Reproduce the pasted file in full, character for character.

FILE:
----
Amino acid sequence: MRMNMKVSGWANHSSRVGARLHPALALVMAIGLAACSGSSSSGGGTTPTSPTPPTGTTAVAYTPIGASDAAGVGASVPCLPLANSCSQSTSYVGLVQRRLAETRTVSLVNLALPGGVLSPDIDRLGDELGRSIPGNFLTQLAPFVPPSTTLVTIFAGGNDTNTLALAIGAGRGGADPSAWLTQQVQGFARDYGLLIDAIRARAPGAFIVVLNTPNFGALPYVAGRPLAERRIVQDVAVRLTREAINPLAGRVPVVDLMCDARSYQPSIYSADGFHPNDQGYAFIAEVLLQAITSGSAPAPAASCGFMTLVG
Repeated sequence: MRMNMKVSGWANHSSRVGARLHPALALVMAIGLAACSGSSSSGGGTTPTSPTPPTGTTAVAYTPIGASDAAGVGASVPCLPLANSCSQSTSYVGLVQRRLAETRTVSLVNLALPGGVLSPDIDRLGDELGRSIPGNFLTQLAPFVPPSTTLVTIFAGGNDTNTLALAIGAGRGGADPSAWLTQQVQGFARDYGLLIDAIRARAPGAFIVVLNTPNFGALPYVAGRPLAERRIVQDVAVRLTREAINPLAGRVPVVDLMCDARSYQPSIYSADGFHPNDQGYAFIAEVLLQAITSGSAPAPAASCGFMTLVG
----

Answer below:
Amino acid sequence: MRMNMKVSGWANHSSRVGARLHPALALVMAIGLAACSGSSSSGGGTTPTSPTPPTGTTAVAYTPIGASDAAGVGASVPCLPLANSCSQSTSYVGLVQRRLAETRTVSLVNLALPGGVLSPDIDRLGDELGRSIPGNFLTQLAPFVPPSTTLVTIFAGGNDTNTLALAIGAGRGGADPSAWLTQQVQGFARDYGLLIDAIRARAPGAFIVVLNTPNFGALPYVAGRPLAERRIVQDVAVRLTREAINPLAGRVPVVDLMCDARSYQPSIYSADGFHPNDQGYAFIAEVLLQAITSGSAPAPAASCGFMTLVG
Repeated sequence: MRMNMKVSGWANHSSRVGARLHPALALVMAIGLAACSGSSSSGGGTTPTSPTPPTGTTAVAYTPIGASDAAGVGASVPCLPLANSCSQSTSYVGLVQRRLAETRTVSLVNLALPGGVLSPDIDRLGDELGRSIPGNFLTQLAPFVPPSTTLVTIFAGGNDTNTLALAIGAGRGGADPSAWLTQQVQGFARDYGLLIDAIRARAPGAFIVVLNTPNFGALPYVAGRPLAERRIVQDVAVRLTREAINPLAGRVPVVDLMCDARSYQPSIYSADGFHPNDQGYAFIAEVLLQAITSGSAPAPAASCGFMTLVG